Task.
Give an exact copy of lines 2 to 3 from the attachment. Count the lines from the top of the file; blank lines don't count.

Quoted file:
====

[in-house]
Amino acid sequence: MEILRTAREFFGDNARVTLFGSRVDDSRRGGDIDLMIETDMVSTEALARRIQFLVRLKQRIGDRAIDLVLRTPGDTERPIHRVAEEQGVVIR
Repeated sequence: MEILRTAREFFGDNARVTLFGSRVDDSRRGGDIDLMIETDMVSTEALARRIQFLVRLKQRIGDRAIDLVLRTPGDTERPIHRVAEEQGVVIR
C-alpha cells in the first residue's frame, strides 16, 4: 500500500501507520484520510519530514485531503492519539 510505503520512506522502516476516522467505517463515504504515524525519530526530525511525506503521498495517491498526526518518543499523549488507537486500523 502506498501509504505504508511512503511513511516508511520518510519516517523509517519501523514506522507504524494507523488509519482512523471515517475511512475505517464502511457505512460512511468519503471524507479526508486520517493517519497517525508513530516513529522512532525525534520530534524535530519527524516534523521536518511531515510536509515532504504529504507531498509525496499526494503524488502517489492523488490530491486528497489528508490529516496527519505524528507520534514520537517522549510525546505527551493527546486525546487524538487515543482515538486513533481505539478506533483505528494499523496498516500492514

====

Amino acid sequence: MEILRTAREFFGDNARVTLFGSRVDDSRRGGDIDLMIETDMVSTEALARRIQFLVRLKQRIGDRAIDLVLRTPGDTERPIHRVAEEQGVVIR
Repeated sequence: MEILRTAREFFGDNARVTLFGSRVDDSRRGGDIDLMIETDMVSTEALARRIQFLVRLKQRIGDRAIDLVLRTPGDTERPIHRVAEEQGVVIR